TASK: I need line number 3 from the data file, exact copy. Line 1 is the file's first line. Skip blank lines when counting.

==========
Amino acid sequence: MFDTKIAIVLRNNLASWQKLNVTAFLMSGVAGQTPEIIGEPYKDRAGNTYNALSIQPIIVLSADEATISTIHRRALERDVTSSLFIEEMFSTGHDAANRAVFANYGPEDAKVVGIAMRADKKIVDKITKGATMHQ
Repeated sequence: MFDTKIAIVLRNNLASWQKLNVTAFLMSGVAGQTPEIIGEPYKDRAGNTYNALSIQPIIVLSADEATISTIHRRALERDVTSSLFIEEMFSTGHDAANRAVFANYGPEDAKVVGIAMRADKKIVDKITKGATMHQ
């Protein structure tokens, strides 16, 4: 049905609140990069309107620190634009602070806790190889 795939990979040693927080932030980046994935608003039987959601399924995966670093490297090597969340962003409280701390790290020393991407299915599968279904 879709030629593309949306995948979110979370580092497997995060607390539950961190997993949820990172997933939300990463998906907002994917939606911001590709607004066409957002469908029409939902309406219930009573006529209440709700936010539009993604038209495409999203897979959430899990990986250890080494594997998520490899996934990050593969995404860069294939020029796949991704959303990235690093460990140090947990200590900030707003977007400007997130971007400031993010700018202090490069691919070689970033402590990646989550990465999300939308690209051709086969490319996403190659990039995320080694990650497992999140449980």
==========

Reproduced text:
């Protein structure tokens, strides 16, 4: 049905609140990069309107620190634009602070806790190889 795939990979040693927080932030980046994935608003039987959601399924995966670093490297090597969340962003409280701390790290020393991407299915599968279904 879709030629593309949306995948979110979370580092497997995060607390539950961190997993949820990172997933939300990463998906907002994917939606911001590709607004066409957002469908029409939902309406219930009573006529209440709700936010539009993604038209495409999203897979959430899990990986250890080494594997998520490899996934990050593969995404860069294939020029796949991704959303990235690093460990140090947990200590900030707003977007400007997130971007400031993010700018202090490069691919070689970033402590990646989550990465999300939308690209051709086969490319996403190659990039995320080694990650497992999140449980």